NEW YORK (GenomeWeb News) – Roche said this morning that it will dissolve its Applied Science Business Area by the end of this year and integrate products from that business with other parts of its Diagnostics Business Area.
As part of the reorganization, Roche said that it will cut around 110 positions in Penzberg, Germany and 60 positions in Branford, Conn., which is the home of its 454 Life Sciences business.
The firm said in a statement that price pressure and funding cuts in life sciences research continue to have implications for the market. It said that the reorganization is "designed to further improve productivity and enhance the market responsiveness of [the firm's] life science business, which currently accounts for about 7 percent of total Diagnostics sales."
The decision has broad implications for Roche's efforts in the sequencing field. In addition to the job cuts, Roche said that it has decided to return a development project for a semiconductor-sequencing based system to DNA Electronics. That project, a partnership with 454 Life Sciences, began in late 2010.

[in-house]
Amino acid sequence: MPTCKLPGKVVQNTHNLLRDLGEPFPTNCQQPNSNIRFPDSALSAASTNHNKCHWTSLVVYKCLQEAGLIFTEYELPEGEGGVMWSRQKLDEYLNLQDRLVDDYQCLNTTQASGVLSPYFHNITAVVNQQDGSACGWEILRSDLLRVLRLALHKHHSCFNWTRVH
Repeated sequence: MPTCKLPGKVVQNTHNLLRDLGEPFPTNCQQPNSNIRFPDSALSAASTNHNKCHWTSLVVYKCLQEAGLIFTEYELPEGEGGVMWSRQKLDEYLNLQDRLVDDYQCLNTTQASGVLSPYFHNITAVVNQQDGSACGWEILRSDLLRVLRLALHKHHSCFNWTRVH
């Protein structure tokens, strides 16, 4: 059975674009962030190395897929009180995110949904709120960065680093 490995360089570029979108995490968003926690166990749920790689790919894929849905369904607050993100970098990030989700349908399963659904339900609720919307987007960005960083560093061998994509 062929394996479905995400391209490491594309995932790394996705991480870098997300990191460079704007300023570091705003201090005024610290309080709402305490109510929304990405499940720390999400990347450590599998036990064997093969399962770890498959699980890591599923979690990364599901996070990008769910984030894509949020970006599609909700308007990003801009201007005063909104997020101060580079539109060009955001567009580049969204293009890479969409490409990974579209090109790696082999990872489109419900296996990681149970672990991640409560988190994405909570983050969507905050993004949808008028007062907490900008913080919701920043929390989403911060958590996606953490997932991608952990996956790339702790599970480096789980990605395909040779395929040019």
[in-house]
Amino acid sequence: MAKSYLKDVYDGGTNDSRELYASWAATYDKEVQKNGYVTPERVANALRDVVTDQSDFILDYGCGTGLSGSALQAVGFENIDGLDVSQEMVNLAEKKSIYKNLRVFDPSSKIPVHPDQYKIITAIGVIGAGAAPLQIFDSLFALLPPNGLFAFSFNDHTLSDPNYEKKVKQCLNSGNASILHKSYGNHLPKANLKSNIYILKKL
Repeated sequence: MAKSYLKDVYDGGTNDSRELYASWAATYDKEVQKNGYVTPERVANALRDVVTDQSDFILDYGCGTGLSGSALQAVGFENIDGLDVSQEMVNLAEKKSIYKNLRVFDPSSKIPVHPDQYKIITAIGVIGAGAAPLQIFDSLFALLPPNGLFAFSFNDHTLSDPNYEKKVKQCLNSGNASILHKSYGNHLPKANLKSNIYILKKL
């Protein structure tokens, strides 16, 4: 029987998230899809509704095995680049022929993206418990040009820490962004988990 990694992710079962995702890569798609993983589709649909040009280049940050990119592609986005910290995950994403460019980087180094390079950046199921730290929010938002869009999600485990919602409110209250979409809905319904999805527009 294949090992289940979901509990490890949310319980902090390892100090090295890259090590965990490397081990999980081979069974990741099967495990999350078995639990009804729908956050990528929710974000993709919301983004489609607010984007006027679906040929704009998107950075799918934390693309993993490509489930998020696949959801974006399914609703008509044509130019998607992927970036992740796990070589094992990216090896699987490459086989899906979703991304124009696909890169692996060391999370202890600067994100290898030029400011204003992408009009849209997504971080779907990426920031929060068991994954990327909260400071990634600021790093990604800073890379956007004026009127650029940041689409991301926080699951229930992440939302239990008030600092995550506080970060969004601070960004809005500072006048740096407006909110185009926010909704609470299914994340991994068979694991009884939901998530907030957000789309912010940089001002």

In addition, Roche said that it has ended its partnership with IBM for the development of a nanopore-based sequencing platform "due to high technical risks involved." The firms had inked a deal in mid-2010 to co-develop the system.
Under the reorganization Roche's PCR technology and nucleic acid product lines will be managed by Roche Molecular Diagnostics. Its custom biotech portfolio of platforms and reagents will be moved to the firm's Professional Diagnostics business.
Roche also said that a dedicated unit will be created that focuses solely on its sequencing products. That unit will "be tasked with implementing a sequencing strategy from life-science research to clinical diagnostics," and exploring internal and external opportunities.
"In regards to our commitment to life science business, and the specific businesses we have, everything remains as is," Dan Zabrowski, who will head the new sequencing unit, told GenomeWeb Daily News. "We are fully committed to the life science business and this decision did not have an impact on any of our businesses or customers. It was really a decision on how we would manage our business internally."
He added that Roche's decision to place its genetics business in with molecular diagnostics "is a logical follow-through to some internal work we've been doing to try to better integrate our PCR business from life science through translational medicine through clinical diagnostics."